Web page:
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How to get your doctor to speak your language


It was a dark day in 2011 when Karen Concannon learned that she had Multiple myeloma, a deadly blood cancer. Only about half of the people diagnosed with it live 5 years later. And the treatments can be debilitating and often leave lasting side effects.

A top priority for Concannon was to ask her oncologist detailed questions about her illness and what to expect. Fortunately, Concannon’s Doctor became a master communicator.

“I never left his office and questioned anything or felt that I did not understand the whole story,” she says.

Whether you have been diagnosed with heart disease, has injured your knee, or needs guidance on managing your diabetes, it is important that you and your doctor clearly understand each other. It lets you weigh the pros and cons of different therapies, know what you need to do to get better, and get a realistic sense of your long-term prognosis.

But too often, complications cloud that conversation. You may be anxious about your illness or be afraid of the risks of a treatment. Your doctor may be in a hurry, or throw away unknown anatomical terms or complicated statistics.

The input is high. Only 1 in 10 Americans, according to the U.S. Agency for Healthcare Research and Quality, is health literate. Translation: 90% of us do not know how to get, process and understand basic health information.

“Lack of health literacy can affect anyone, in any patient population,” said Patricia McGaffigan, RN, vice president of safety programs at the Institute for Health Care Improvement. This in turn can lead to misunderstandings, medication errors and lost opportunities to form the best care.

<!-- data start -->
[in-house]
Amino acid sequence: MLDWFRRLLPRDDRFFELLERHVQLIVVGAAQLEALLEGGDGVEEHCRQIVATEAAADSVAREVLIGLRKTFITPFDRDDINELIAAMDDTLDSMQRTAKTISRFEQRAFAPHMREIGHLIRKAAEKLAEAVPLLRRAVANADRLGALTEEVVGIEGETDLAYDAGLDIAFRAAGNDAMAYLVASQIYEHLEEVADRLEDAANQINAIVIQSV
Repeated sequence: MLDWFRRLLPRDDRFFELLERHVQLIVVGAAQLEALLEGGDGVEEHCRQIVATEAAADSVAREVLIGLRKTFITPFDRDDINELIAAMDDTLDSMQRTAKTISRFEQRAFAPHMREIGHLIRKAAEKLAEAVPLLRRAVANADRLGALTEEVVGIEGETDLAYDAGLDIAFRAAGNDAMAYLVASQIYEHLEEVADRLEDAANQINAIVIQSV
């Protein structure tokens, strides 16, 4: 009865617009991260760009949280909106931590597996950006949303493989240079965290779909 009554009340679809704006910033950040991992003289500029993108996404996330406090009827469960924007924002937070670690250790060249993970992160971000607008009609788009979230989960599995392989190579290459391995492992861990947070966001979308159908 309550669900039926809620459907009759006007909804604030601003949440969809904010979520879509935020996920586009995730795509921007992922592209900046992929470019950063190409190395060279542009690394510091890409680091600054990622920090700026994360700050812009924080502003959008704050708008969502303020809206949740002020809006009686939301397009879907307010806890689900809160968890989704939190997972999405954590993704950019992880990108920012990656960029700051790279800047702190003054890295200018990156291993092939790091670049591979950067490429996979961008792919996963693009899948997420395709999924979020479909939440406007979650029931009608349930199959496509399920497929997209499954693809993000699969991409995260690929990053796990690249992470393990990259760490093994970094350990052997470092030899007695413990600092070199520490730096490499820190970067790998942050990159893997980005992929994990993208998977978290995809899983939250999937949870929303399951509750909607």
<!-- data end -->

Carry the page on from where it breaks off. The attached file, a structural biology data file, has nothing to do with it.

How to talk to your doctor

Clear conversations are easier if you have the right doctor. You may not always have a choice, especially if you have to see a specialist you may not be familiar with, such as a neurologist of a rheumatologist. But it’s worth it to look for a compatible doctor, even if they are further away or waiting longer for appointments.

A few years after being diagnosed with multiple myeloma at age 44, Concannon received a second devastating diagnosis: fast-growing breast cancer.

Concannon struggled with side effects from chemotherapy and a bone marrow transplant. All the while, she worked hard to educate herself and be her own advocate.

“It’s important to have a very good, caring and sympathetic doctor on your side, as I did,” Concannon says.

Yet some of Concannon’s interactions with her doctors fell short. She wishes that another oncologist, the one who informed her before the most difficult phase of her treatment for multiple myeloma – a transplant of stem selle of bone marrow – warned her about the severe sore throat and gastrointestinal distress she was enduring.

“I wish he had told me more about possible side effects,” she says. “Maybe he thought ignorance was luck, but I would like to be more prepared.”

Rose Gerber, director of patient advocacy and education at the Community Oncology Alliance, says perseverance is the key to getting answers to all your questions. Even if you are overwhelmed after an initial diagnosis, Gerber says you will get more out of your visit to your doctor if you show up prepared with questions and basic information about your health.

“Patients have an obligation not to be passive,” Gerber says. “You have to be actively involved.”

Daniel Morgan, MD, professor at the University of Maryland School of Medicine and head of epidemiology at the VA Maryland Healthcare System, advises people to connect with their doctor on a deeper level.